James Allen is a native of Ocala, Florida. He served with honor in the US Army during the Korean and Vietnam conflicts. He retired in 1981 and relocated his with his family in Palm Coast, where he soon became active in many civic and community groups. Jim began a second career with the Flagler County Council on Aging where he rose to the position of Transportation Manager. There he gained a unique understanding of the county’s rural population. It was at the Council for Aging lunch program that he came to know Mrs. Longwood. He has collaborated with other community leaders in numerous innovative programs including the Flagler Learning Center. Jim conducts tours for local organizations to acquaint them with county history. He recently served a term as the Commander of the Palm Coast VFW. He has volunteered to assist in the Flagler County Oral History Project.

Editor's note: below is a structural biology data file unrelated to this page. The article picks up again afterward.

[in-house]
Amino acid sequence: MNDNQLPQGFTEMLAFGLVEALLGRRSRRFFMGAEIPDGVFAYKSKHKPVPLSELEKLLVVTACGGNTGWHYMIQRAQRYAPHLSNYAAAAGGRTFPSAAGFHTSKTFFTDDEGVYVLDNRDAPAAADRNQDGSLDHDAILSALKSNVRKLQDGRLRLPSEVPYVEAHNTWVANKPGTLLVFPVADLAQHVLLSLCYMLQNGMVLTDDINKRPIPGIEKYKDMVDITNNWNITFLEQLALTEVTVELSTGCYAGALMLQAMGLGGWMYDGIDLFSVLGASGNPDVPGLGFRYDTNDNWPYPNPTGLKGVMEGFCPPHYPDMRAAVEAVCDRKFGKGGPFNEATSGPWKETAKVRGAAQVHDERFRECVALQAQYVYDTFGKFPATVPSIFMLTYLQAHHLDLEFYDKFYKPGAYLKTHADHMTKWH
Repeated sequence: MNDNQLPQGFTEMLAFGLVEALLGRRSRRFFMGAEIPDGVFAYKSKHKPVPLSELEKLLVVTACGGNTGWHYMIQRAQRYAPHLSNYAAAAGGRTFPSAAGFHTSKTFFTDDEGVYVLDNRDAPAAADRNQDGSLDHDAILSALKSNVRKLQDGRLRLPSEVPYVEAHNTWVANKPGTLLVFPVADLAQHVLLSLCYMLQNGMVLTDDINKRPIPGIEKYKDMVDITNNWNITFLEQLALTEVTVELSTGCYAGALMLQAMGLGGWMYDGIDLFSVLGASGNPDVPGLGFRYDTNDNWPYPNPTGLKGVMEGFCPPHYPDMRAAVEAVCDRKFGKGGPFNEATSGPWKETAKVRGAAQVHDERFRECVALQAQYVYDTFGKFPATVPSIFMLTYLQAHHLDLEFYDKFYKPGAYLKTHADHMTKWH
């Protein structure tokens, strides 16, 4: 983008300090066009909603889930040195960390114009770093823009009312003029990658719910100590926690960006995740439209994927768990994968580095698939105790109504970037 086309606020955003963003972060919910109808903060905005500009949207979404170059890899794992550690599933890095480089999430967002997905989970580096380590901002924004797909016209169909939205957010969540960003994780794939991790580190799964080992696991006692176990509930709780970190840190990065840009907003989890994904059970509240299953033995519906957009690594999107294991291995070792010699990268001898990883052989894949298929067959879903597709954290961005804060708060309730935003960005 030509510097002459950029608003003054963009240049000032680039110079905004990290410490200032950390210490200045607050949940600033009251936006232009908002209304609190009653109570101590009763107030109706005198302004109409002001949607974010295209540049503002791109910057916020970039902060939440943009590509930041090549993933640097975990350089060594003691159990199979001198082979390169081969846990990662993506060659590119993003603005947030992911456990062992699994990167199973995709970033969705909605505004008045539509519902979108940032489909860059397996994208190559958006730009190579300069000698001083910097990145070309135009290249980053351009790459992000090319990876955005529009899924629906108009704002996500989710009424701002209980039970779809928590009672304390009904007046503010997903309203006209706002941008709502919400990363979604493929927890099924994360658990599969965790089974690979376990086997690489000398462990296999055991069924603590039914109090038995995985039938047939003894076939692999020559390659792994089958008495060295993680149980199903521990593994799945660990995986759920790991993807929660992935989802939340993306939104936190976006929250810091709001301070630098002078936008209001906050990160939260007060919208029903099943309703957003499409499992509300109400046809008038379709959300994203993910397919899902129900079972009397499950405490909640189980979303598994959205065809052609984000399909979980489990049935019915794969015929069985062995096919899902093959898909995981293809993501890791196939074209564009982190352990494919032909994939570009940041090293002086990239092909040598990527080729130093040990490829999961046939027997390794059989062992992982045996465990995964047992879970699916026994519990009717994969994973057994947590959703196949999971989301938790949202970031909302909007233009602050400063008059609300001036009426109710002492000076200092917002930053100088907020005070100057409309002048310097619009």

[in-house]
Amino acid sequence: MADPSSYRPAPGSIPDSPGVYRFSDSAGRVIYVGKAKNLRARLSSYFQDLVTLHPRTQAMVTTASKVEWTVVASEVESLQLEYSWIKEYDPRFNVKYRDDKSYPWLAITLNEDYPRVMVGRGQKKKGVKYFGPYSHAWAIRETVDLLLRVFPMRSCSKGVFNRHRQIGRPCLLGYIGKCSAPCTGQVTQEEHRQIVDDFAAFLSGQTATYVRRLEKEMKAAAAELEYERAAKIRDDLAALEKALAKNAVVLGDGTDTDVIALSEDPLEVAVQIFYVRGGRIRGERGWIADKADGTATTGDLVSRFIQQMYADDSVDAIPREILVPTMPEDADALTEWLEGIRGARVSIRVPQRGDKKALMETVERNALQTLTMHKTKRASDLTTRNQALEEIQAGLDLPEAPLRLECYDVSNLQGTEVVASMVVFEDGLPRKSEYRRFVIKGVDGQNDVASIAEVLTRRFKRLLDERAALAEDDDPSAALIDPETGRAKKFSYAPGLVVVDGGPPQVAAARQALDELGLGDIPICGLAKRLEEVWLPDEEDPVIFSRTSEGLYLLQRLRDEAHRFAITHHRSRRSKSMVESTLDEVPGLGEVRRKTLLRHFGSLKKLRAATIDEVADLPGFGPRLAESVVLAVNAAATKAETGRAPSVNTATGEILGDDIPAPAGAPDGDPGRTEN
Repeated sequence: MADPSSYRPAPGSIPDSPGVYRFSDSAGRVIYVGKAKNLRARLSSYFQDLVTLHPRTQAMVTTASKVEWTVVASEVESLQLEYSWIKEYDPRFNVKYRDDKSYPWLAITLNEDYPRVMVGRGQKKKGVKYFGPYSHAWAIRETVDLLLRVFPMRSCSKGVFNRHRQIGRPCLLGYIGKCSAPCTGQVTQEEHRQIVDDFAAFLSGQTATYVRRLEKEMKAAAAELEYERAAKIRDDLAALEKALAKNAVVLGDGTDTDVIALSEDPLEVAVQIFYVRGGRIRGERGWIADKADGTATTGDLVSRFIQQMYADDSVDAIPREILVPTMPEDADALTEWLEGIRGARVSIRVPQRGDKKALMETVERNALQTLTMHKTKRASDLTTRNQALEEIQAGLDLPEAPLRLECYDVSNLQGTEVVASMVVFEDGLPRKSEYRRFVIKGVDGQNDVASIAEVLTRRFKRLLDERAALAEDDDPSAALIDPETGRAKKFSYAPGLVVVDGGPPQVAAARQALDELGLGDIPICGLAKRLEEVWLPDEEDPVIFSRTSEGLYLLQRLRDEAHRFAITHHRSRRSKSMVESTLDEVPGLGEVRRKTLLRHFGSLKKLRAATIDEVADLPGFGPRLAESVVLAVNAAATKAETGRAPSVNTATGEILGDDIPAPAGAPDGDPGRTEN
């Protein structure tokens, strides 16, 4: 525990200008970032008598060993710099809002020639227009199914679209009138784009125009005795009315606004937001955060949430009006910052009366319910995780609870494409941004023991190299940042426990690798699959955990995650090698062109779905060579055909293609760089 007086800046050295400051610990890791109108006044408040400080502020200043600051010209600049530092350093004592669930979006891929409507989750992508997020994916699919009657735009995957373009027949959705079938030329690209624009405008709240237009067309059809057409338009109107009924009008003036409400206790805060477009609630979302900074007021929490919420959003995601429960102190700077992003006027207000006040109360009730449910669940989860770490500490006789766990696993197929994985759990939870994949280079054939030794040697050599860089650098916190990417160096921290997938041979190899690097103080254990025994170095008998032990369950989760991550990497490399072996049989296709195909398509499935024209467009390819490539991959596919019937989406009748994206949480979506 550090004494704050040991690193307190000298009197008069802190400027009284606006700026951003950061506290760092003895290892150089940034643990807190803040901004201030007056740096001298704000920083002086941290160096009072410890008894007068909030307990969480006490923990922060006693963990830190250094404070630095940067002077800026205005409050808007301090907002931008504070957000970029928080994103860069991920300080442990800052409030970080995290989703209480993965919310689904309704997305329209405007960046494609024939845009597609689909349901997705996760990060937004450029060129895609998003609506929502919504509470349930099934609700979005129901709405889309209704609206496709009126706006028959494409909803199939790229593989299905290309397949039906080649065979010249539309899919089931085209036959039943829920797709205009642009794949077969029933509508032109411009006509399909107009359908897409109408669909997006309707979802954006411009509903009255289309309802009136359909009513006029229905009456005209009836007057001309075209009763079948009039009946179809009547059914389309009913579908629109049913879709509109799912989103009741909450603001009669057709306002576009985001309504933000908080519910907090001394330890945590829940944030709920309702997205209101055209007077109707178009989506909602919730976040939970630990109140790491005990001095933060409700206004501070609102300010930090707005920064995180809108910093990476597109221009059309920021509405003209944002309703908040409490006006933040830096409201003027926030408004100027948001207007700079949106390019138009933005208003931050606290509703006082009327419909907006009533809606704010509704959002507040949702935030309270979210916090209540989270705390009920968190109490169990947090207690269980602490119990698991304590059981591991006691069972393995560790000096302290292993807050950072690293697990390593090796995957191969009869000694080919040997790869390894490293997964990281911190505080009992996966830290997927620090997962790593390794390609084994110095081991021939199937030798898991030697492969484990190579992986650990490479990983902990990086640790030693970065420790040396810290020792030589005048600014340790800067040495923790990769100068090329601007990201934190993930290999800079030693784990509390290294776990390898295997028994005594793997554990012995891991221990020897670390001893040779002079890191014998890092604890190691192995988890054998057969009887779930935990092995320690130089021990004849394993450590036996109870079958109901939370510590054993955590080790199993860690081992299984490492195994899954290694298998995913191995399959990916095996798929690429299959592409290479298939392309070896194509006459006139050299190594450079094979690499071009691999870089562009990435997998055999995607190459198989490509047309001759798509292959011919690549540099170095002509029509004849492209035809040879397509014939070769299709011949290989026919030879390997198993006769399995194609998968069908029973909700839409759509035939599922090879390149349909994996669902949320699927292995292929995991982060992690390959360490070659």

Interviewer: Judith Kent

Ms. Kent is a member of the Friends of the Library of Flagler County who has volunteered to participate in the Historical Project as an interviewer. A resident of the county since 1995, she is a retired nurse educator. She gained her interviewing skills in her undergraduate nursing studies at FSU and master’s program at Teacher’s College, Columbia University where she majored in Counseling. Throughout her thirty years of professional nursing and teaching, these skills were practiced in both inpatient and community settings of the baccalaureate-nursing program of the University of Miami.

Participant: Jacque Estes is a reporter and photographer for the Daytona News-Journal.

Participant: Gertrude Bennett is Mrs. Longwood’s daughter and only child. She resides in Mrs. Longwood’s home in Espanola, Florida.

Participant: Alice Brock is one of Mrs. Longwood’s twelve grandchildren. She resides in Bunnell, Florida.

Sound and graphics production by Bill Ryan

FCHS

Author: FCHS